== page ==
United States of America, Plaintiff-appellee, v. Donald Allen Miller, Defendant-appellant, 990 F.2d 1263 (9th Cir. 1993)

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U.S. Court of Appeals for the Ninth Circuit - 990 F.2d 1263 (9th Cir. 1993) Submitted March 23, 1993. *Decided April 6, 1993

Before WALLACE, Chief Judge, and FARRIS and BRUNETTI, Circuit Judges.


Donald Allen Miller appeals his sentence of 210 months, imposed under the United States Sentencing Guidelines, following his guilty plea to conspiracy to manufacture and possess with the intent to distribute methamphetamine in violation of 21 U.S.C. §§ 841(a) (1) and 846. Miller claims the district court erred by failing to grant him a downward adjustment pursuant to U.S.S.G. § 3B1.2 for being a minor or minimal participant in the offense. We have jurisdiction under 28 U.S.C. § 1291, and we affirm.

We review for clear error a district court's finding of a defendant's role in an offense. United States v. Gillock, 886 F.2d 220, 222 (9th Cir. 1989) (per curiam) (citations omitted). The role adjustment is to be applied infrequently. United States v. Prieto-Villa, 910 F.2d 601, 610 (9th Cir. 1990). A defendant has the burden of proving his minor or minimal role by a preponderance of the evidence. United States v. Howard, 894 F.2d 1085, 1090 (9th Cir. 1990).

A defendant's role in concerted activity is "minimal" if he is "plainly among the least culpable of those involved in the conduct of the group." His role is "minor" if he is "less culpable than most other participants, but [his] role could not be described as minimal." U.S.S.G. § 3B1.2, comment., n. 1 & 3.

According to the Presentence Report ("PSR"), as corrected by the district court, a trio of prison and parole escapees, Paul Meier, Steve Langan and Alan Shelby, established a clandestine methamphetamine laboratory in a camper in Crook County, Oregon. They recruited the appellant's cousin, Billy Fillingame, to be their methamphetamine cook, and Fillingame brought the appellant to serve as his bodyguard. Fillingame gave Miller a Ruger mini-14 rifle before they arrived at the laboratory site on April 28, 1991. The next day, Miller fell off an all terrain vehicle and sustained what he diagnosed as a concussion. The day after that, he was arrested in bed at the site of the clandestine laboratory. None of his codefendants was present, and police found in and around the camper a loaded 12-guage shotgun, the loaded Ruger, and a loaded .22 caliber revolver. A search of Miller's person revealed a plastic bag containing methamphetamine and a round of .223 caliber ammunition.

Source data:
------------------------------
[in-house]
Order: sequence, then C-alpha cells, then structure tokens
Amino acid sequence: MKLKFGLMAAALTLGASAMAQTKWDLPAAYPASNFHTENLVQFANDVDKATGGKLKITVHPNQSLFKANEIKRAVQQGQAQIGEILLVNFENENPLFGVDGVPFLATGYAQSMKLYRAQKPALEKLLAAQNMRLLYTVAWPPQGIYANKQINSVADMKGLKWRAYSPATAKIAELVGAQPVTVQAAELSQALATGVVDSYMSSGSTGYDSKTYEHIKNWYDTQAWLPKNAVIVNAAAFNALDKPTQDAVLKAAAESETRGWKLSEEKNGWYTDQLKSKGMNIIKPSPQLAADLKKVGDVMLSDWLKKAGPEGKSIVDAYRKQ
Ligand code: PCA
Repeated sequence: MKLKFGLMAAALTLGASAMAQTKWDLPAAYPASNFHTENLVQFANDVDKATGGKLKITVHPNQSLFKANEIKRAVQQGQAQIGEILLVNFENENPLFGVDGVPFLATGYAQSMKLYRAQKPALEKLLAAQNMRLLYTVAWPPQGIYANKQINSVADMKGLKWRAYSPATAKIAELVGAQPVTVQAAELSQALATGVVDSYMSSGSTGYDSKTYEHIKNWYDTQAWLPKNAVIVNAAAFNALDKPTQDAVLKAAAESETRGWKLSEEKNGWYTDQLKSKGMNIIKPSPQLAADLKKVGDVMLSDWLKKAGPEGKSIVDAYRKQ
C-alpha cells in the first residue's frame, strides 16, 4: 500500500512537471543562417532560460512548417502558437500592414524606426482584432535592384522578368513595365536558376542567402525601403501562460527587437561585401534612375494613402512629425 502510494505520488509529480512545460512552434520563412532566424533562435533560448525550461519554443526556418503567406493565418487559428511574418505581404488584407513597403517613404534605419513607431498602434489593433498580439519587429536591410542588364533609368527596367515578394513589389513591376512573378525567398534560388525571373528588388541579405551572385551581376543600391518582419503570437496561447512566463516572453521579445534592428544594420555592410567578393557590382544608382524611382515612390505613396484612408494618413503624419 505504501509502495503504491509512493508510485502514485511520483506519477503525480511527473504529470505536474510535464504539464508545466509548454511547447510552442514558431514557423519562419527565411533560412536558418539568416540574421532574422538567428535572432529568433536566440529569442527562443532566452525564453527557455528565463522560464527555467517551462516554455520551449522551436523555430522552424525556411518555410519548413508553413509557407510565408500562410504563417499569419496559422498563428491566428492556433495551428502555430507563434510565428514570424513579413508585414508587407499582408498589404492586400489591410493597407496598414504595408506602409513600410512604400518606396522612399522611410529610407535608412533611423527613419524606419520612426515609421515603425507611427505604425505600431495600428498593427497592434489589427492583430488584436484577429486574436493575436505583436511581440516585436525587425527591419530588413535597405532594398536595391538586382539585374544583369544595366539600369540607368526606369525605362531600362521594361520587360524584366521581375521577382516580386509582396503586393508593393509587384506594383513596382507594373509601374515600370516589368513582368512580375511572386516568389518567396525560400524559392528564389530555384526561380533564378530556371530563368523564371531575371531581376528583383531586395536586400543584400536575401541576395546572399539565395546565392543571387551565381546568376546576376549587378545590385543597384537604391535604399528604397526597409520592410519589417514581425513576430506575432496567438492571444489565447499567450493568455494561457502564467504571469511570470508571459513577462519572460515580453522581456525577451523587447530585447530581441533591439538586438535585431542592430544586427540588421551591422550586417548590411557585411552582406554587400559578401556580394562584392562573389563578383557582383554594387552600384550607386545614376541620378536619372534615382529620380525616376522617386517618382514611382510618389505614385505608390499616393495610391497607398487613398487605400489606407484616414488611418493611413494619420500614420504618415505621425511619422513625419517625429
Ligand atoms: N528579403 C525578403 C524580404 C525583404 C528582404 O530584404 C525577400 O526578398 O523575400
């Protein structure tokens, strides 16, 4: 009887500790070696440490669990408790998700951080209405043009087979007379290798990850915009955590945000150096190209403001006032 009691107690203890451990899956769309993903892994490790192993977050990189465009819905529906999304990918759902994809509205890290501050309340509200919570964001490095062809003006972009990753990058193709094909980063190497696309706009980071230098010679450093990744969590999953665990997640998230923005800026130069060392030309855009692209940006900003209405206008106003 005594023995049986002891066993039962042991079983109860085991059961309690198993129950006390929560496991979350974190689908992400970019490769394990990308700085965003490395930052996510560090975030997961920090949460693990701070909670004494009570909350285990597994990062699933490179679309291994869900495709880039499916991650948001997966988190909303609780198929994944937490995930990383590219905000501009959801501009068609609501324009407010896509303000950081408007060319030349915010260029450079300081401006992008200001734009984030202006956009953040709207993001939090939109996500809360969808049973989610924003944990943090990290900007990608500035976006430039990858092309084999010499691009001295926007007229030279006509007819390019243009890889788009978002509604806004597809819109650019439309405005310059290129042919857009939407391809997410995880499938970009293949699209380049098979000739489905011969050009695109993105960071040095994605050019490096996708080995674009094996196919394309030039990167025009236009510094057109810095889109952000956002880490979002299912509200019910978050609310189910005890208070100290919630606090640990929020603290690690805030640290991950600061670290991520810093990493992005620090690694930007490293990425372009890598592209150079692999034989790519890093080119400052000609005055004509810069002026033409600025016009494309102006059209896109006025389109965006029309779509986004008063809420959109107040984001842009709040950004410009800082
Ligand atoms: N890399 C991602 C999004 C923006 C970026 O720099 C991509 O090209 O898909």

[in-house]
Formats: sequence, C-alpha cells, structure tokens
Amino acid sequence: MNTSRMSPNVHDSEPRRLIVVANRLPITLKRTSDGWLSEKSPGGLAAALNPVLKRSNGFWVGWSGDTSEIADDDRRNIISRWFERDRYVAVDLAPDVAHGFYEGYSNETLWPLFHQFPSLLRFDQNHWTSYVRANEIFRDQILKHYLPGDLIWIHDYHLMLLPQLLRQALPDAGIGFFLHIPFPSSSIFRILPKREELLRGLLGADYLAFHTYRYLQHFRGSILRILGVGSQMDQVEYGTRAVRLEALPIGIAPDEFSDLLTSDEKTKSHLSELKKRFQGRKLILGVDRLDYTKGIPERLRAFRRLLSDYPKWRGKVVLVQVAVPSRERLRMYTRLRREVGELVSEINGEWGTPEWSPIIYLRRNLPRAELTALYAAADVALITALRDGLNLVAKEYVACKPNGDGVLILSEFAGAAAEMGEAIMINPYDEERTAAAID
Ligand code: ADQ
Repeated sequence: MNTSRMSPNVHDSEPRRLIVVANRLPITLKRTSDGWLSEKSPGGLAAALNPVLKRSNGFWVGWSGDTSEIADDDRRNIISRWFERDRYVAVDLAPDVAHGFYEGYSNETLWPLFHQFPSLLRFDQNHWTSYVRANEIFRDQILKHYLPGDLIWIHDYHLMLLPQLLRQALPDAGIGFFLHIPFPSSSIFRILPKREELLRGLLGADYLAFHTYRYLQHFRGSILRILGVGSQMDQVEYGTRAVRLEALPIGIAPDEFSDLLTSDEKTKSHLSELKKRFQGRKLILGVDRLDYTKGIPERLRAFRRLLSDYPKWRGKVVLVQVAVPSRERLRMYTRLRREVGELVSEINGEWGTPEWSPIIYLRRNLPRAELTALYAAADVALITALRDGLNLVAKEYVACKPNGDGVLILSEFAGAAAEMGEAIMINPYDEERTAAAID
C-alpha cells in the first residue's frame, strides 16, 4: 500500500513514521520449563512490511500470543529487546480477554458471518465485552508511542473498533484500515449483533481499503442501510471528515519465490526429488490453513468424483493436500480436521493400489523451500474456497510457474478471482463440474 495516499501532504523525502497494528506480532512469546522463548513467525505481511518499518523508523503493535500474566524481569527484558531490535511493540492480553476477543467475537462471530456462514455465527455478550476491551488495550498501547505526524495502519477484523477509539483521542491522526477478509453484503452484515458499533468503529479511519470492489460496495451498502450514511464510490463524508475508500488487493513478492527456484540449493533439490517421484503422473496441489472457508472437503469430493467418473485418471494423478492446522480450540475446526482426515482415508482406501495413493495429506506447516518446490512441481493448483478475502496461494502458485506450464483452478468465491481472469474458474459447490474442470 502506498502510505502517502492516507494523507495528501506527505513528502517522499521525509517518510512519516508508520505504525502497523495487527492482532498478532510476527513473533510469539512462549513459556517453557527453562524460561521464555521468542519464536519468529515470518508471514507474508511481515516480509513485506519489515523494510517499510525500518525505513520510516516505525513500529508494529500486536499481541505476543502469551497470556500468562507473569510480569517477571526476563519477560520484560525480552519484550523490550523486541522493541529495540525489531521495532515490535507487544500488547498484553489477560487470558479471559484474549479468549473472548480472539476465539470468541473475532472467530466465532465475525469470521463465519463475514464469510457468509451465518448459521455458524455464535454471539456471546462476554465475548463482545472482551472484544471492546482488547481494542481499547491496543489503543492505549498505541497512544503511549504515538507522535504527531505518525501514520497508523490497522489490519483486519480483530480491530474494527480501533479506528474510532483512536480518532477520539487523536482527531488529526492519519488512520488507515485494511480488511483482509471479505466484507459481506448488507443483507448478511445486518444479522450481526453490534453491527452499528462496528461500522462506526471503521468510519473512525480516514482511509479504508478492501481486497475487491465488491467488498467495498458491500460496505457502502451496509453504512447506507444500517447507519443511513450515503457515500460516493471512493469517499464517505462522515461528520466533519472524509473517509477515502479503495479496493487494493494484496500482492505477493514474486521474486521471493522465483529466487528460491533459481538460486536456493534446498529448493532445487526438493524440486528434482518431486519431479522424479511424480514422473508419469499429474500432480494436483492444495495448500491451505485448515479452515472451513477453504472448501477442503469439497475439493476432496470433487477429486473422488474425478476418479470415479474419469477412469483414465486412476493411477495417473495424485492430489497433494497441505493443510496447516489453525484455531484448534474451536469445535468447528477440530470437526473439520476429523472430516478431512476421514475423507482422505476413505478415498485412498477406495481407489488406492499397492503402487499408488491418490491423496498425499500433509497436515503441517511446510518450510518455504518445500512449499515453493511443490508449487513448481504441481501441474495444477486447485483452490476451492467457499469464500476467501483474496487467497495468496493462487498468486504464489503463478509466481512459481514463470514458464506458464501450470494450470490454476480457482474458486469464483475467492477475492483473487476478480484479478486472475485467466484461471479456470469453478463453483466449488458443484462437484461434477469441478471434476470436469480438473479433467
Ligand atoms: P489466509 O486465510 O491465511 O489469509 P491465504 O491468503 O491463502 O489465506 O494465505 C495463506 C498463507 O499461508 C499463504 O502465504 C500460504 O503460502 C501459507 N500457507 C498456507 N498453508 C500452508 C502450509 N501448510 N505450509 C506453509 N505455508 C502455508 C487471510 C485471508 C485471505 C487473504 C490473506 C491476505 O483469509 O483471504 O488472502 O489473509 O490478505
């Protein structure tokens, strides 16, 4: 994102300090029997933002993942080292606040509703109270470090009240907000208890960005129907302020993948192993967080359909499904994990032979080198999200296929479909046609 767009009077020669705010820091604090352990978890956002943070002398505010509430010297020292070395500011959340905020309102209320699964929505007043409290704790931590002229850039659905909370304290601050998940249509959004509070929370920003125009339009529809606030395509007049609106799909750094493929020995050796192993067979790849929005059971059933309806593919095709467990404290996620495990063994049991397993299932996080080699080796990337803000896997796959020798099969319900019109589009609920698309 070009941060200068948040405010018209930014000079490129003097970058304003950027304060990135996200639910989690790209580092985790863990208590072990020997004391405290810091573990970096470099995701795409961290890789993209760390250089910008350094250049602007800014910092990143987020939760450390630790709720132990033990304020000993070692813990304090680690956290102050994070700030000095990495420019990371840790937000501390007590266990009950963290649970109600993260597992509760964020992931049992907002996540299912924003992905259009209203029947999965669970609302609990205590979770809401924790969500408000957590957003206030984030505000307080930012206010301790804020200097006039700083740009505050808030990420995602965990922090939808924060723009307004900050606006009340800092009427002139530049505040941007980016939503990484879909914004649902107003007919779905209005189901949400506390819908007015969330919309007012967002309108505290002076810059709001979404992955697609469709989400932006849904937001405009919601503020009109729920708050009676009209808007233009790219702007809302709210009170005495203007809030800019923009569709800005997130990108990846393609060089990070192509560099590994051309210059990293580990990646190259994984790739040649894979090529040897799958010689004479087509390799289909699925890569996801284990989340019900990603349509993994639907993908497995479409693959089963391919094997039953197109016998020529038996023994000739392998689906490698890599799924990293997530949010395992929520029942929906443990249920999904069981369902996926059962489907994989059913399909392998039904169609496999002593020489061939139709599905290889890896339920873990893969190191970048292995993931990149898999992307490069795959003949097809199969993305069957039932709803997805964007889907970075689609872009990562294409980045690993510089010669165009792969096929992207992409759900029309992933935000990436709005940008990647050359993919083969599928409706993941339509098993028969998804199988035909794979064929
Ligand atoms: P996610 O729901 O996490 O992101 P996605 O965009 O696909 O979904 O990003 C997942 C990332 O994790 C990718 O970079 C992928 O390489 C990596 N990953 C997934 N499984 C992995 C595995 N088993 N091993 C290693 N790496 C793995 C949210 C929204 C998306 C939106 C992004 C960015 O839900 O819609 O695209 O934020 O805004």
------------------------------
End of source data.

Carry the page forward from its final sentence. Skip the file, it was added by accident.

Because his codefendants left Miller with sole custody of the laboratory and a small arsenal, we discern no clear error in the district court's conclusion that he was not a minor or minimal participant in the conspiracy. See Gillock, 886 F.2d at 222.



The panel unanimously finds this case suitable for decision without oral argument. Fed. R. App. P. 34(a); 9th Cir.R. 34-4


This disposition is not appropriate for publication and may not be cited to or by the courts of this circuit except as provided by 9th Cir.R. 36-3